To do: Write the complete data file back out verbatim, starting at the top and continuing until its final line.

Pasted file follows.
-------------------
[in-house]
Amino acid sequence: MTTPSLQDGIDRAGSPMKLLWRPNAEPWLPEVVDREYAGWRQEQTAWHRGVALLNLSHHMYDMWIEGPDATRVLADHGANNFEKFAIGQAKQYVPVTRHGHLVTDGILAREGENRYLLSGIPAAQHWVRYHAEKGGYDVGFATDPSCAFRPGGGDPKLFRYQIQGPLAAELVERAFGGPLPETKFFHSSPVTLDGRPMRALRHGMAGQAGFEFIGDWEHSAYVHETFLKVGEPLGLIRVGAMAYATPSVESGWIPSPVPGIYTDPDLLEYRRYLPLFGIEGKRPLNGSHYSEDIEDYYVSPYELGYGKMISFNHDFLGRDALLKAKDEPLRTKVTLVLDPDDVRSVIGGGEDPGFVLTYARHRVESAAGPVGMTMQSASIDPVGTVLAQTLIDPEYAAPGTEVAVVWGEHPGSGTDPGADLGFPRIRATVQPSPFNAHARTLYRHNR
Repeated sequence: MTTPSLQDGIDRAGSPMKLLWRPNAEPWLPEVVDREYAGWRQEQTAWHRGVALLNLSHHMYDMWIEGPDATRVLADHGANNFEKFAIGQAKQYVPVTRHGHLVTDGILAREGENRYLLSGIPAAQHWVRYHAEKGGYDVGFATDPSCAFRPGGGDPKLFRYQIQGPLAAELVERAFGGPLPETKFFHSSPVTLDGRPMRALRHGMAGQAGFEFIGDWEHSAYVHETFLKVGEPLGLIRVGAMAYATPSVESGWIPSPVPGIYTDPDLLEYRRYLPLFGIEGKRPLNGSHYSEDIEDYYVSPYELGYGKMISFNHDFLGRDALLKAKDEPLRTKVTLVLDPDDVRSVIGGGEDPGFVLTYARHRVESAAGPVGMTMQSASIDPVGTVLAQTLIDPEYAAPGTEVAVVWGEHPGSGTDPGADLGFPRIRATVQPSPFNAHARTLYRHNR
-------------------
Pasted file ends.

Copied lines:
[in-house]
Amino acid sequence: MTTPSLQDGIDRAGSPMKLLWRPNAEPWLPEVVDREYAGWRQEQTAWHRGVALLNLSHHMYDMWIEGPDATRVLADHGANNFEKFAIGQAKQYVPVTRHGHLVTDGILAREGENRYLLSGIPAAQHWVRYHAEKGGYDVGFATDPSCAFRPGGGDPKLFRYQIQGPLAAELVERAFGGPLPETKFFHSSPVTLDGRPMRALRHGMAGQAGFEFIGDWEHSAYVHETFLKVGEPLGLIRVGAMAYATPSVESGWIPSPVPGIYTDPDLLEYRRYLPLFGIEGKRPLNGSHYSEDIEDYYVSPYELGYGKMISFNHDFLGRDALLKAKDEPLRTKVTLVLDPDDVRSVIGGGEDPGFVLTYARHRVESAAGPVGMTMQSASIDPVGTVLAQTLIDPEYAAPGTEVAVVWGEHPGSGTDPGADLGFPRIRATVQPSPFNAHARTLYRHNR
Repeated sequence: MTTPSLQDGIDRAGSPMKLLWRPNAEPWLPEVVDREYAGWRQEQTAWHRGVALLNLSHHMYDMWIEGPDATRVLADHGANNFEKFAIGQAKQYVPVTRHGHLVTDGILAREGENRYLLSGIPAAQHWVRYHAEKGGYDVGFATDPSCAFRPGGGDPKLFRYQIQGPLAAELVERAFGGPLPETKFFHSSPVTLDGRPMRALRHGMAGQAGFEFIGDWEHSAYVHETFLKVGEPLGLIRVGAMAYATPSVESGWIPSPVPGIYTDPDLLEYRRYLPLFGIEGKRPLNGSHYSEDIEDYYVSPYELGYGKMISFNHDFLGRDALLKAKDEPLRTKVTLVLDPDDVRSVIGGGEDPGFVLTYARHRVESAAGPVGMTMQSASIDPVGTVLAQTLIDPEYAAPGTEVAVVWGEHPGSGTDPGADLGFPRIRATVQPSPFNAHARTLYRHNR